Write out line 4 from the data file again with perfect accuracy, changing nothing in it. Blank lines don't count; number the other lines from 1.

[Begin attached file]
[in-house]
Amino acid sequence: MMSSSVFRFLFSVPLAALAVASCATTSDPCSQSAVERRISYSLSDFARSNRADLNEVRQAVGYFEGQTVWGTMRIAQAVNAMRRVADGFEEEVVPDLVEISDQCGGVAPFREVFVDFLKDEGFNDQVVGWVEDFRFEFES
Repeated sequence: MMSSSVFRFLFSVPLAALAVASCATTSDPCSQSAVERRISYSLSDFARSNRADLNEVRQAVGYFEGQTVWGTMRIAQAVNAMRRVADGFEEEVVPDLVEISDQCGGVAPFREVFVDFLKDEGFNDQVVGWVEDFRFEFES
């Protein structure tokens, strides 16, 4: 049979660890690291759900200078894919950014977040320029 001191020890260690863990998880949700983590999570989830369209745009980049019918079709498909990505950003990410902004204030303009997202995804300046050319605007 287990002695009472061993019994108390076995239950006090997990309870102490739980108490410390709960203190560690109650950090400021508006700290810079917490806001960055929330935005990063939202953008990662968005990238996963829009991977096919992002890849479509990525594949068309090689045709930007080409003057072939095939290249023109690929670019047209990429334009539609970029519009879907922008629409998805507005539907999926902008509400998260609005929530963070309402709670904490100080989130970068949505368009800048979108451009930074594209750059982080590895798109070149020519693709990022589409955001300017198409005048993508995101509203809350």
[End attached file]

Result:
């Protein structure tokens, strides 16, 4: 049979660890690291759900200078894919950014977040320029 001191020890260690863990998880949700983590999570989830369209745009980049019918079709498909990505950003990410902004204030303009997202995804300046050319605007 287990002695009472061993019994108390076995239950006090997990309870102490739980108490410390709960203190560690109650950090400021508006700290810079917490806001960055929330935005990063939202953008990662968005990238996963829009991977096919992002890849479509990525594949068309090689045709930007080409003057072939095939290249023109690929670019047209990429334009539609970029519009879907922008629409998805507005539907999926902008509400998260609005929530963070309402709670904490100080989130970068949505368009800048979108451009930074594209750059982080590895798109070149020519693709990022589409955001300017198409005048993508995101509203809350």